How to Start an FM Radio Station

Starting an FM radio station requires a lot of investment capital, paperwork and patience.
Starting an FM radio station requires a lot of investment capital, paperwork and patience. (Image: radio tower image by Colin Buckland from

Many people dream of owning a radio station, but making that a reality requires a lot of effort, money, and expertise. Even if you're willing and able to go the distance, there is still no guarantee of application approval for a new FM broadcast frequency by the FCC. In 2009, the Federal Communications Commission received nearly 30,000 inquiries from persons seeking to start radio broadcast stations – so you've got a lot of competition.

Things You'll Need

  • Business plan
  • Investment capital
  • Legal counsel
  • Broadcast engineer
  • FCC forms
  • FM transmitter
  • Real estate
  • Audio equipment
  • Office staff
  • On-Air talent

Get Your FM Station On the Air

Hire an attorney and a competent broadcast engineer to be a part of your team. If you want to start up a full power FM radio station, it's important to get expert guidance at the earliest stages, especially in filling out your initial FCC paperwork.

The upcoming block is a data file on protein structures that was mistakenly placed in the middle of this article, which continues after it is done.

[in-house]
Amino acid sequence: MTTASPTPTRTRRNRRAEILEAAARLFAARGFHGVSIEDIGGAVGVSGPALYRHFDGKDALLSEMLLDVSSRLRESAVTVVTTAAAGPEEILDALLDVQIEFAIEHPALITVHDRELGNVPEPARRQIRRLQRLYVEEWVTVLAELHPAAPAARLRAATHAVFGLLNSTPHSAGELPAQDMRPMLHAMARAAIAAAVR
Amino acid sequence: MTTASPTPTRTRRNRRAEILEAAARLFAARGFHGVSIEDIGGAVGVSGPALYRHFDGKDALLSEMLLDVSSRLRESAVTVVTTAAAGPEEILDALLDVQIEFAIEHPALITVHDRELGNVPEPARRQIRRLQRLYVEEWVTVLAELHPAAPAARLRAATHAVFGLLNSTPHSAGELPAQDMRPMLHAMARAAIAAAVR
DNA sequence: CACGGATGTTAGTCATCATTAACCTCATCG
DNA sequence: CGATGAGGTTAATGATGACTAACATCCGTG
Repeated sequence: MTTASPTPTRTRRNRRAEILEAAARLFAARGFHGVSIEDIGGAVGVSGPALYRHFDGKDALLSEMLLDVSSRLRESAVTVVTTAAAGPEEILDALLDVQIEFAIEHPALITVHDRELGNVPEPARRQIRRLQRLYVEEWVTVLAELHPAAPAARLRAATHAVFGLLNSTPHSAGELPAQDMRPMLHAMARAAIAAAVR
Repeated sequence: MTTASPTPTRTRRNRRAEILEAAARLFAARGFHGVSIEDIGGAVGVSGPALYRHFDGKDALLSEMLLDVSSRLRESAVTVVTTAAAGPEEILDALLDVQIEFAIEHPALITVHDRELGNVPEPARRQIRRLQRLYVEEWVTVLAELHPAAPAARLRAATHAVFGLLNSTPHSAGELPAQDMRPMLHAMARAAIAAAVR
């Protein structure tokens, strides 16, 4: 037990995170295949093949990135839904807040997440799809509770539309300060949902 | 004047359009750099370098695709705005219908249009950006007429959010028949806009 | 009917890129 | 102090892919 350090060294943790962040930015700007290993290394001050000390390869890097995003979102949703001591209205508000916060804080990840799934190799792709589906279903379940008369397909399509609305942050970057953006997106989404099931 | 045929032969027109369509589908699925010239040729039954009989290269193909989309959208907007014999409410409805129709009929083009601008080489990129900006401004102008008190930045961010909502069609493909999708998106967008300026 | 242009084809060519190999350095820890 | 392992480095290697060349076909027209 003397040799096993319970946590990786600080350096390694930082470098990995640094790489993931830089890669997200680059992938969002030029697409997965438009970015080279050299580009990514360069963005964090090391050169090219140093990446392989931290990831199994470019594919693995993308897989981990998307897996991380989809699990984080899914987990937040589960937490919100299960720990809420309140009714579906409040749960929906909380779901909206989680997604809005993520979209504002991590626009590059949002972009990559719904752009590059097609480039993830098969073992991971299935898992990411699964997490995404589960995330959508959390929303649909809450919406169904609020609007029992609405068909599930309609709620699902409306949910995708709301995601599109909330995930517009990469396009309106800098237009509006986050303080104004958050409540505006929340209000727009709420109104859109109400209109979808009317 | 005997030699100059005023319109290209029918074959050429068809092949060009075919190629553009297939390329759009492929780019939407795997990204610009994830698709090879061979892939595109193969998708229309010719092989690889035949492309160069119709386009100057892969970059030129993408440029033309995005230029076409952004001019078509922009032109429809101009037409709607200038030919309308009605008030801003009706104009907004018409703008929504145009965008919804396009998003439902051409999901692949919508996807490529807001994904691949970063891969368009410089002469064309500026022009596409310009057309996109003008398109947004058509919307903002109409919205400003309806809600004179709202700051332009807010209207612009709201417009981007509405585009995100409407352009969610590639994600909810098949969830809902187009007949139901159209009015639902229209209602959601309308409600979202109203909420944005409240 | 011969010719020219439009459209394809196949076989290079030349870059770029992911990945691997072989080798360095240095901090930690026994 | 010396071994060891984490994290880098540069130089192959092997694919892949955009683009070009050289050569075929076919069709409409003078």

Fill out Federal Communications Commission Form 175. This form allows qualified bidders to participate in FCC auctions of available broadcast frequencies.

Fill out FCC forms 601 and 603; your initial application and license request as required by law.

Fill out Form 854 (Antenna Structure Registration).

Buy some land in the city of broadcast authorization. This is where you will place your FM transmitter. Comply with local zoning laws and obtain all applicable construction permits.

Purchase or lease an office and broadcast studio space. This can be anywhere; an office building, converted house or store front. It does not need to be in the same location as your transmitter, or even in the same city.

Hire a professional sound design firm to build your broadcast and production studios. Install new, state-of-the-art equipment and microphones to ensure crystal-clear audio quality.

Hire your staff: upper management, a program director, music director, sales manager and several salespersons, receptionist, traffic department and experienced, engaging on-air personalities.

Tips & Warnings

  • The FCC cannot tell you whether a frequency will be available in a particular location, or help in the preparation of applications (except for questions of a general nature).
  • You may also want to explore other options such as Low Power FM (LPFM) licenses, which are more readily available. However, your broadcast range will be limited to only about three miles. You are still required to obtain an FCC broadcast license for LPFM stations, even at such low powers as one watt or less.
  • Alternatively, establishing an internet-only radio station might be a good way to reach a worldwide audience while waiting for your FCC application to be approved.
  • Unlicensed broadcast operation is strictly prohibited by the FCC. Fines and/or criminal prosecution may result from illegal operation of an unlicensed station.

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